Texas firework vendors are, not surprisingly, open to a legislator’s effort to expand the number of days a year they can sell fireworks in the state.
The Texas House of Representatives’ Committee on County Affairs on Tuesday heard testimony on two bills that would allow the sale of fireworks for two additional holidays: Labor Day and Juneteenth.
“I appreciate any extra days that we have,” said Randy Martin, a former police officer who told the committee he was trying to get into the fireworks business with a stand in Galveston County.
In 2015, the legislature passed a law expanding the periods when fireworks sales are legal to include Texas Independence Day, San Jacinto Day and Memorial Day. It did not include Juneteenth, the holiday that celebrates the end of slavery in Texas and that has roots in Galveston.
Including the additional holidays wasn’t as lucrative as vendors had hoped, although it did bring more people to his business, Martin said.
“We educated a lot of people,” about Texas Independence Day, he said. The holiday is celebrated on March 2. “People would come in and ask what we’re open for.”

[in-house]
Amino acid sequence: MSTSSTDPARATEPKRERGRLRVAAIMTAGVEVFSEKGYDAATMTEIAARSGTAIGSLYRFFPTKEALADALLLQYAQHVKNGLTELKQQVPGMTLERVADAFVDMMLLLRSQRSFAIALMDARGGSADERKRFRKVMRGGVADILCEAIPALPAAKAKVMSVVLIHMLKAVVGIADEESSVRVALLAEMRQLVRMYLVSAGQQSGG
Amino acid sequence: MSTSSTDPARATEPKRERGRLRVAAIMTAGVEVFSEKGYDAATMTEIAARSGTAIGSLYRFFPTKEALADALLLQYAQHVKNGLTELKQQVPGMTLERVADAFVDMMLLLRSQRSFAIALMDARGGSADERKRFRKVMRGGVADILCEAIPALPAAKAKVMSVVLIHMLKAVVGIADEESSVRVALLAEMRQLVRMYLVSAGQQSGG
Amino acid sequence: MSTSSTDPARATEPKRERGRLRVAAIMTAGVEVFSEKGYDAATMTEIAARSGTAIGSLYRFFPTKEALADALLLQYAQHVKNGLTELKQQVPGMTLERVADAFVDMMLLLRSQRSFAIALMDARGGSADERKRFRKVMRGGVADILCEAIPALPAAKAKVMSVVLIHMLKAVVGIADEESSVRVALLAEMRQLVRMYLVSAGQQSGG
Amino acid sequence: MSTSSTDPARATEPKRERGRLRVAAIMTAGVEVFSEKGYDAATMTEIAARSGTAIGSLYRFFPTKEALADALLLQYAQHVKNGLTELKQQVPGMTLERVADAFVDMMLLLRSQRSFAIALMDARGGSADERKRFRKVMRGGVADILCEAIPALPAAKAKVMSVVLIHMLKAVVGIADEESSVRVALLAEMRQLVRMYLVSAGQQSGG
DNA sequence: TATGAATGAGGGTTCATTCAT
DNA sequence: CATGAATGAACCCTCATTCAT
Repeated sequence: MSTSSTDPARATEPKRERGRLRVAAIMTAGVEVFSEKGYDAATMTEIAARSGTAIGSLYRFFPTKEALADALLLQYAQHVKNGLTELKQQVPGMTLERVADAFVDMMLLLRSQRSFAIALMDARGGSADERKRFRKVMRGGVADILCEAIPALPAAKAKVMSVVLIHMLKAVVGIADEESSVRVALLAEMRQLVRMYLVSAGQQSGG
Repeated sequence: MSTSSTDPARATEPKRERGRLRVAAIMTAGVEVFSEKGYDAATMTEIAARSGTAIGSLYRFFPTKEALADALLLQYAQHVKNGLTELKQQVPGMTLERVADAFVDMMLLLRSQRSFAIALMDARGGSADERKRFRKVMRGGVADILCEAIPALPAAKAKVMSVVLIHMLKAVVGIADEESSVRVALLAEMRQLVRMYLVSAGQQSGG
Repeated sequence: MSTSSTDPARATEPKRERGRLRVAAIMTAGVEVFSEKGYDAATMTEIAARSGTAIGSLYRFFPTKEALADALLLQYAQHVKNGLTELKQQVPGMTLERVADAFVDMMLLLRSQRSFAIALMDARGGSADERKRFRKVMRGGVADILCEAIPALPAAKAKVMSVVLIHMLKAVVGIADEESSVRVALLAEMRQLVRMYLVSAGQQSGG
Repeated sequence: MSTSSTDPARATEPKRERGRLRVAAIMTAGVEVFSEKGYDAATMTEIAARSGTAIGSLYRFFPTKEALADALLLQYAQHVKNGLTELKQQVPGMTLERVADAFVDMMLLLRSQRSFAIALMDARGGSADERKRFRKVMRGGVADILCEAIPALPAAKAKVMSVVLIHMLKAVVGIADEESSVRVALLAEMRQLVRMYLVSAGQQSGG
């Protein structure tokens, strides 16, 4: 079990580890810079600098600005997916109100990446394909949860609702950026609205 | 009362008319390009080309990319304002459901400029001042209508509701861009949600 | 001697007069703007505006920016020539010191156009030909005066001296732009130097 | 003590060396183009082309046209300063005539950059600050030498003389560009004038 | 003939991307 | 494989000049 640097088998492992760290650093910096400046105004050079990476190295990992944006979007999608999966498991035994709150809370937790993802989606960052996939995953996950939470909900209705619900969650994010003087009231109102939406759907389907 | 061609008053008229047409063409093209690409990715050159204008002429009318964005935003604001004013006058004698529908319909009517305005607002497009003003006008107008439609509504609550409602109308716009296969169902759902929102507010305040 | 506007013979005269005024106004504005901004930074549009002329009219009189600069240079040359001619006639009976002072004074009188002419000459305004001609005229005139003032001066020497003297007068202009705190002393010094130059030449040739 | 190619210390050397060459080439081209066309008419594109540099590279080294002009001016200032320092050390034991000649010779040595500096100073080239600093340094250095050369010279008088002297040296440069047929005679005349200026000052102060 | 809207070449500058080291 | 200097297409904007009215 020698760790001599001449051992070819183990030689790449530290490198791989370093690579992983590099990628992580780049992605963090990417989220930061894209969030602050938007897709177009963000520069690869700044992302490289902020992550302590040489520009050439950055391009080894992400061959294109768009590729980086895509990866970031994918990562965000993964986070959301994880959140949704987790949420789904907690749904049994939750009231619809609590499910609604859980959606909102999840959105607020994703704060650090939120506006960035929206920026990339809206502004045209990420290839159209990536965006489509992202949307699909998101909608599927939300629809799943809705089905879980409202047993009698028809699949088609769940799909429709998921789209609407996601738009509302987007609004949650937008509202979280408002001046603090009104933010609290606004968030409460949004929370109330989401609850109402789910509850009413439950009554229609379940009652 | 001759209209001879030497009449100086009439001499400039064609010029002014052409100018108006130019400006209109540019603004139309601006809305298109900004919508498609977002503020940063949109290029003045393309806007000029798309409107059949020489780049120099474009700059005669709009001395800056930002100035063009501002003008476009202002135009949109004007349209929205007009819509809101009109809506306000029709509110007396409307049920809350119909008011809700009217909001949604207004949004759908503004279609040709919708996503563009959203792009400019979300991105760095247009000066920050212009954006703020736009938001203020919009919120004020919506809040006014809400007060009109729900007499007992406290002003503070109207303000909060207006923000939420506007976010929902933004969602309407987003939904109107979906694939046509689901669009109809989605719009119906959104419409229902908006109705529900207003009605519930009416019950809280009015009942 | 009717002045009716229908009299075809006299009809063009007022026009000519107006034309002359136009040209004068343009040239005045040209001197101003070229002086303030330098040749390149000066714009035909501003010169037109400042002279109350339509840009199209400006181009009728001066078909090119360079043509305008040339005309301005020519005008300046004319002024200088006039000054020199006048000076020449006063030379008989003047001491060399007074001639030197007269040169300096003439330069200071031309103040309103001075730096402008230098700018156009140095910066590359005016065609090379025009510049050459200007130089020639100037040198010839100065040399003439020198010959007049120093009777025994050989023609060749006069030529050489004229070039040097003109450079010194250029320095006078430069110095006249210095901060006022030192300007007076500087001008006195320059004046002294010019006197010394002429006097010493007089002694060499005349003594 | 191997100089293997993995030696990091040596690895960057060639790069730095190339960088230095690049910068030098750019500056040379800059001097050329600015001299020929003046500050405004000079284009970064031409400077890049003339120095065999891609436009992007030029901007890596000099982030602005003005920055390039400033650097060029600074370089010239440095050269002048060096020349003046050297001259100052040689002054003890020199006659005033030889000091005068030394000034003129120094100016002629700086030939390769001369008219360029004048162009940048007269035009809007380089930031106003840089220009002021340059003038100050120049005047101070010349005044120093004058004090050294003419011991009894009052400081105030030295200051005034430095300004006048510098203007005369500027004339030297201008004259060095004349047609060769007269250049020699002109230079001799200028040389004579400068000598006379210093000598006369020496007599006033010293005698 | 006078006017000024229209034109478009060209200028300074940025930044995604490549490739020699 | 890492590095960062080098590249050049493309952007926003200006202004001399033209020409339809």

Other vendors who testified also supported the bills, which would allow fireworks to be sold in two weeks leading up to each holiday.
The bill was authored by Rep. James White, a Houston Democrat.
Making the sale of fireworks available for Juneteenth would help bring more attention to the holiday, White said.
“It helps to commemorate a day that deserves our recognition,” White told the committee Monday.
White intended to submit substitute bills that allowed counties to use discretion on whether to allow fireworks sales on a case-by-case basis. The move was welcomed by county government groups, who were concerned about losing the ability to regulate sales in places where fireworks could be dangerous.
The bill does not prevent cities from passing their own local ordinances, prohibiting or limiting fireworks with their boundaries.
Galveston, for instance, has an often-ignored law prohibiting fireworks from being used within the city limits. No such prohibition exists in unincorporated areas of the county. County commissioners could choose to prohibit sales of fireworks in those areas, which would theoretically limit the number of fireworks launched there.
“We want to make sure that we’re working with our local government folks in a cooperative way,” White said.
The committee left both bills — House Bill 41 and House Bill 554 — pending.